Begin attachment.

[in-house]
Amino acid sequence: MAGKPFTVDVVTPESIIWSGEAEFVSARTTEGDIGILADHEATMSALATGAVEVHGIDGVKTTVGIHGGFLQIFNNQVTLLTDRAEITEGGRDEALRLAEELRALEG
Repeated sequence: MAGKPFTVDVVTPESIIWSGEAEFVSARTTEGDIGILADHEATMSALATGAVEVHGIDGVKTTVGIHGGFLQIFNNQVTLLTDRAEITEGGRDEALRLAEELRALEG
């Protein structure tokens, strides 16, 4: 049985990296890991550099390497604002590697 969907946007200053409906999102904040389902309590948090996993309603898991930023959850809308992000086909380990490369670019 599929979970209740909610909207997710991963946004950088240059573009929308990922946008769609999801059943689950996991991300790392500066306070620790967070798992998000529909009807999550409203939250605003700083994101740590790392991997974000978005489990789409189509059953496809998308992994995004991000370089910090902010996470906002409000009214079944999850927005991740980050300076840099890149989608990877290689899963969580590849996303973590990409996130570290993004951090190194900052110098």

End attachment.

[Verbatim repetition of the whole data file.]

[in-house]
Amino acid sequence: MAGKPFTVDVVTPESIIWSGEAEFVSARTTEGDIGILADHEATMSALATGAVEVHGIDGVKTTVGIHGGFLQIFNNQVTLLTDRAEITEGGRDEALRLAEELRALEG
Repeated sequence: MAGKPFTVDVVTPESIIWSGEAEFVSARTTEGDIGILADHEATMSALATGAVEVHGIDGVKTTVGIHGGFLQIFNNQVTLLTDRAEITEGGRDEALRLAEELRALEG
């Protein structure tokens, strides 16, 4: 049985990296890991550099390497604002590697 969907946007200053409906999102904040389902309590948090996993309603898991930023959850809308992000086909380990490369670019 599929979970209740909610909207997710991963946004950088240059573009929308990922946008769609999801059943689950996991991300790392500066306070620790967070798992998000529909009807999550409203939250605003700083994101740590790392991997974000978005489990789409189509059953496809998308992994995004991000370089910090902010996470906002409000009214079944999850927005991740980050300076840099890149989608990877290689899963969580590849996303973590990409996130570290993004951090190194900052110098």